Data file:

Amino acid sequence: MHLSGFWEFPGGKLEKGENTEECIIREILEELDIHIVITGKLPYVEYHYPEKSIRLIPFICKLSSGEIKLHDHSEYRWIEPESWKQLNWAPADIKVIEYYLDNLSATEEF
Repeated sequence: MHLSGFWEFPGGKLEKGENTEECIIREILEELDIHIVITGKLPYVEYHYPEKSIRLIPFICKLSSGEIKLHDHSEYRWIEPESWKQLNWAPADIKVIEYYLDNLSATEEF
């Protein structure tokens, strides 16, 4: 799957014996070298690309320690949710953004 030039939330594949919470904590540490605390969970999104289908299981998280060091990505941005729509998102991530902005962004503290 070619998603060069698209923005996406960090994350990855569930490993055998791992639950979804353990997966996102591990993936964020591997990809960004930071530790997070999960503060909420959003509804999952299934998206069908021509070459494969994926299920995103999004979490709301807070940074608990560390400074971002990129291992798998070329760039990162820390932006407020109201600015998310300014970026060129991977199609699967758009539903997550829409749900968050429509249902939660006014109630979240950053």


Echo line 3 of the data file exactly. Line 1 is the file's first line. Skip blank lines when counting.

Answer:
């Protein structure tokens, strides 16, 4: 799957014996070298690309320690949710953004 030039939330594949919470904590540490605390969970999104289908299981998280060091990505941005729509998102991530902005962004503290 070619998603060069698209923005996406960090994350990855569930490993055998791992639950979804353990997966996102591990993936964020591997990809960004930071530790997070999960503060909420959003509804999952299934998206069908021509070459494969994926299920995103999004979490709301807070940074608990560390400074971002990129291992798998070329760039990162820390932006407020109201600015998310300014970026060129991977199609699967758009539903997550829409749900968050429509249902939660006014109630979240950053």